Wednesday, December 22, 2010

A White Christmas

Yes, last week we finally got real snow! As I write, it is snowing lightly. The temperatures haven't gotten very far above freezing, if at all, in the last week, so this snow is going to stay around. The transplanted New Orleanians are going to have their first white Christmas as newlyweds. Is that romantic or what?

Like Santa Claus, I'm making a list and checking it twice, but my list is a little different from Santa's. Bulletin for Christmas Eve children's service -- check. Bulletin for candelight service -- check. Bulletin for next Sunday -- check. Bulletin for the week after that, so I can take a week's vacation -- check. Pastor's report to session -- check. Pastor's letter for January newsletter -- check. Speech to local Rotary club -- check. Sermon for Christmas Eve -- hmmmm...and here I am writing an entry in my blog...

Back in New Orleans, the locals are remembering Nash Roberts, who died on Sunday at the age of 92. Nash was a television weatherman who first went on the air in New Orleans the year I was born, 1951, and is perhaps best known for predicting accurately where several major hurricanes would make landfall, including Betsy in 1965 and Georges in 1998. I remember Nash on the air about ten o'clock the night Betsy came ashore, standing in a pile of broken glass that was the remains of the front window of his office on Royal Street, telling viewers, "We're going to stay on the air as long as we can" -- and then the power went out.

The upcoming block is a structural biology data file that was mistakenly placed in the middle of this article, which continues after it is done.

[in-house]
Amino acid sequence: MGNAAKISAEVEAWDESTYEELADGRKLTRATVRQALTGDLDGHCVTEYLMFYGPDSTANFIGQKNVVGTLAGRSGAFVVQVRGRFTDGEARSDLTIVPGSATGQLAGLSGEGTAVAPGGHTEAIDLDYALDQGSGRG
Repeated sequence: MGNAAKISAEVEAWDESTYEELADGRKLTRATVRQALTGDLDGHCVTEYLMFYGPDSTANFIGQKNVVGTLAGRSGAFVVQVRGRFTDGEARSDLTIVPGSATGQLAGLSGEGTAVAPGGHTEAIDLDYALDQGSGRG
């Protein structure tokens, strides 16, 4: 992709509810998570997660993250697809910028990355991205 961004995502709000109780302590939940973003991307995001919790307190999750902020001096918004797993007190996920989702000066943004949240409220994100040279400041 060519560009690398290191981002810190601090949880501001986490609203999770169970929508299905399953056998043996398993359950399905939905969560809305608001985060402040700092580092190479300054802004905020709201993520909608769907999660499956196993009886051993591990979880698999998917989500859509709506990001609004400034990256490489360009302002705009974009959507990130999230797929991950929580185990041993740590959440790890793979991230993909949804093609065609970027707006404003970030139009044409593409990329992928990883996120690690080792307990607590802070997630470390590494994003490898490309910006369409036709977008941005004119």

In recent years Nash stayed home to care for his wife, who I believe had dementia. As Katrina approached, he made the decision to evacuate (for the first and only time) to get her to safety. I wish with all my heart he had called his old colleagues at WWL-TV and told them of his plans. If only they had announced on the air that Saturday in August 2005, "Nash Roberts is evacuating the city for this one," many of the old-timers who had decided to stay because they had ridden out Betsy in their homes and they believed they would be safe in this one, would have changed their minds and gotten out. Immediately! "Nash is leaving? We're outa here!" So many older people drowned in their homes or died from the heat and the stress. Of all the people in the city, Nash was the one they would have listened to. Not the mayor. Not the current crop of weather forecasters. They trusted Nash.

Nash, thanks for all that you did. Be at peace in a place where the weather is always perfect.